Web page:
Raindolf Owusu is the CEO of OasisWebSoft, a company he created when he was in College. Today, Raindolf plays a key in the advancement of technology in Ghana and the continent at large with a number of ‘life saving’ and productive web and mobile applications that provide real value to end users. Marked as the man to create Africa’s first Web Browser and an Operating System, Raindolf is bent on changing the narrative as a young African ‘techpreneur’.
His quest to develop software with real potential to transform and empower society and improve capacity and efficiency in various sectors has won him several accolades like; the Mark Zuckerberg of Accra (by Forbes Africa) and even the Larry Page of Ghana (also by Forbes). To many young African ‘wantrepreneurs’ and techies, he is a beacon of hope and an epitome of hard work and resilience.
Raindolf Owusu is quite modest about his achievements but just so you know, he’s been nominated and received various awards such as Guido Sohne Fellow 2012, Ideas Awards 2013 and Mandela Washington Fellow 2015. He was also listed in Forbes Africa under 30 Africa’s most promising entrepreneurs in 2015 and named one of 100 Most Influential Africans in 2015. He’s also received the prestigious Junior Chamber International 10 most outstanding young person’s award in Ghana.
Tell us about yourself Raindolf:
I’m Raindolf Owusu and basically, my life is my work; I just like to work really hard. I enjoy reading; I like to follow politics and current affairs when I’m not too busy with technology.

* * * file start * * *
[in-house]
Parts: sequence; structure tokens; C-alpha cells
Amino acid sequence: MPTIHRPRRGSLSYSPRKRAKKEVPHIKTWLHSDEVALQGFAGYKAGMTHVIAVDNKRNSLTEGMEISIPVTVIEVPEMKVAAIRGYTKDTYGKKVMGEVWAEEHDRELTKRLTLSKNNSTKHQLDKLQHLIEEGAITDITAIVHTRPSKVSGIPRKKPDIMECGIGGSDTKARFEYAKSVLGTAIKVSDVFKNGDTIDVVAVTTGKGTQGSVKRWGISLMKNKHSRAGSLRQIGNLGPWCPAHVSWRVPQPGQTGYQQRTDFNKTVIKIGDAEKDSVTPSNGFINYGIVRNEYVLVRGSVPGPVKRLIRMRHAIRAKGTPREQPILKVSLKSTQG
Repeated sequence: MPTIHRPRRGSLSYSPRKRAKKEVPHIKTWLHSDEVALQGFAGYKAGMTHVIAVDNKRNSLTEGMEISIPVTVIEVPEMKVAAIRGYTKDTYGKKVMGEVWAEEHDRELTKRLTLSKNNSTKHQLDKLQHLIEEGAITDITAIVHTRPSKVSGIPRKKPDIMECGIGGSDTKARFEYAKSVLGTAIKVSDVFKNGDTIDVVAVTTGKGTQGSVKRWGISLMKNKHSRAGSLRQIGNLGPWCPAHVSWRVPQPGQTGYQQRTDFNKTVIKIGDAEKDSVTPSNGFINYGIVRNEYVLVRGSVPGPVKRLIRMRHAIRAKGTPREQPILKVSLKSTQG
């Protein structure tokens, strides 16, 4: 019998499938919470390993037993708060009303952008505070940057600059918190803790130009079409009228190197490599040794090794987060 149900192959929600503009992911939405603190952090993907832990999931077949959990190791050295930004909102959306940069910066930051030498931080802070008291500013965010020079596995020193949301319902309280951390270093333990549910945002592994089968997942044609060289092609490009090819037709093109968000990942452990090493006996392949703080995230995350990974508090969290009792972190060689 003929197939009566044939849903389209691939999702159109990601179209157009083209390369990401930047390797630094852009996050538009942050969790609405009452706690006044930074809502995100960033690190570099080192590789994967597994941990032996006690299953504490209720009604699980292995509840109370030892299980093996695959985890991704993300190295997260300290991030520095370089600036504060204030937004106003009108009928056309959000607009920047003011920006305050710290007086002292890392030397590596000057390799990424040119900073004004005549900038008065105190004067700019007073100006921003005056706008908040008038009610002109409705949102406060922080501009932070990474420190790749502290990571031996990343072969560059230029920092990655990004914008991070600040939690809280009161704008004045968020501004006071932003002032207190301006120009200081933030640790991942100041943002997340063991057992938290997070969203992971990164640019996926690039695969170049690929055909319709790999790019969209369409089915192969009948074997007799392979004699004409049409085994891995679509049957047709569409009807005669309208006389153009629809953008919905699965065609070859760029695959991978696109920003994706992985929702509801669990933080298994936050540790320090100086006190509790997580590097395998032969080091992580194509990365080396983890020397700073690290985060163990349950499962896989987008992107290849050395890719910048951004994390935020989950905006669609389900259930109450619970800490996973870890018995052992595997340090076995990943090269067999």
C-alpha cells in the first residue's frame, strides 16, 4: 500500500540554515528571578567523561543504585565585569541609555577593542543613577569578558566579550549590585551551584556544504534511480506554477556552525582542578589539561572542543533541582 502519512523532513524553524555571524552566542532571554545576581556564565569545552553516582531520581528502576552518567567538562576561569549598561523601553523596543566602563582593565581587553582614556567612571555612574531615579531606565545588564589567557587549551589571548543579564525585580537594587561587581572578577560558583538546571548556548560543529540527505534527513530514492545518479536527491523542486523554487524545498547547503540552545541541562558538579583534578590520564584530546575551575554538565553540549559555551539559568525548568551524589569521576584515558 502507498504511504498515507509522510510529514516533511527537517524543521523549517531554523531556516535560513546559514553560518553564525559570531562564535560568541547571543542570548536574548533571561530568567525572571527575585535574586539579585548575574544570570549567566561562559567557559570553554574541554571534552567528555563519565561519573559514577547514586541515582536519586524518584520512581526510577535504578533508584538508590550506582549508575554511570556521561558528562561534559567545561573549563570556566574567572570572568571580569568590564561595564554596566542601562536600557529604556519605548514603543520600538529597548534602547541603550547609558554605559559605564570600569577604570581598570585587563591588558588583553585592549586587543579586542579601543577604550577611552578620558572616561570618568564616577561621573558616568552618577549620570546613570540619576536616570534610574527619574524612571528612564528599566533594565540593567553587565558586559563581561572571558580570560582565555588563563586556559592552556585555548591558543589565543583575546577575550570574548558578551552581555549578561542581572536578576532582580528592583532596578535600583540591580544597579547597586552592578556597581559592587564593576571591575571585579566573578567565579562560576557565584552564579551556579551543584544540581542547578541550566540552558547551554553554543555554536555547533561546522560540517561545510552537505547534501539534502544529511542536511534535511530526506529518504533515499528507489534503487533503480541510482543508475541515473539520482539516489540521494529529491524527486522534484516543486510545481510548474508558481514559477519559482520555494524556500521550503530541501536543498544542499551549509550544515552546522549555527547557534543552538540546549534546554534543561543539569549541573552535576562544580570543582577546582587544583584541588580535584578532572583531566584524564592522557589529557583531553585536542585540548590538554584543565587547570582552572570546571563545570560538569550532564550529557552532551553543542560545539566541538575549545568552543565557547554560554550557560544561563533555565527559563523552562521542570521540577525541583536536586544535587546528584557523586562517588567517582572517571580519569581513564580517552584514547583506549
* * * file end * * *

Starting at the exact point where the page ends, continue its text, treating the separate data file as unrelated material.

How did you get started with Oasis Websoft?
Oasis started in 2011 in the university. Personally I like to think ahead and weigh long term options, so in the first year of college, I asked myself a very important question: “Am I going to sit here for four years and study for some vague first class degree?” I then decided to put everything I had learnt in class to work. Oasis started out as just a website to promote my ‘kick ass’ software but overtime I realized people were taking me seriously so I registered the company in July 2011.
The whole idea and passion behind Oasis then was to show the world that Africans are not just an agriculture based people but we can also build software and technology the world can use. So that was the mindset then and this was actually in my second year in college.
You are a pretty good programmer, what led you to running your own business early when you could have gotten a decent job with your skill set?
Programming is great and all and freelancing actually did me some good in the initial stages but overtime I realized programming wasn’t enough. And as a kid, I had always wanted to run my own business so after the first two years of just building software, I decided to learn more about the real business and entrepreneurial world. Ergo, I took different classes; at a point I was even learning about customer relationship management (CRM) and this was early on in my career. So when people thought I was just a programmer, I was spending late nights with a lady by name Juliana Taylor of Start Smart. From her, I learnt lots about running a business and that helped me along the way.
Tech startups are particularly difficult to scale, what has been your most effective strategy to grow Oasis Websoft to the brand it is today?
You know; what helps every company to grow is capital which is not easy to raise. What has kept us over the past six years is the fact that we have been able to sustain ourselves over time by building software for companies. I know a lot of IT companies do same but we are privileged to have loyal customers who bring us a lot of referrals and that keep us going.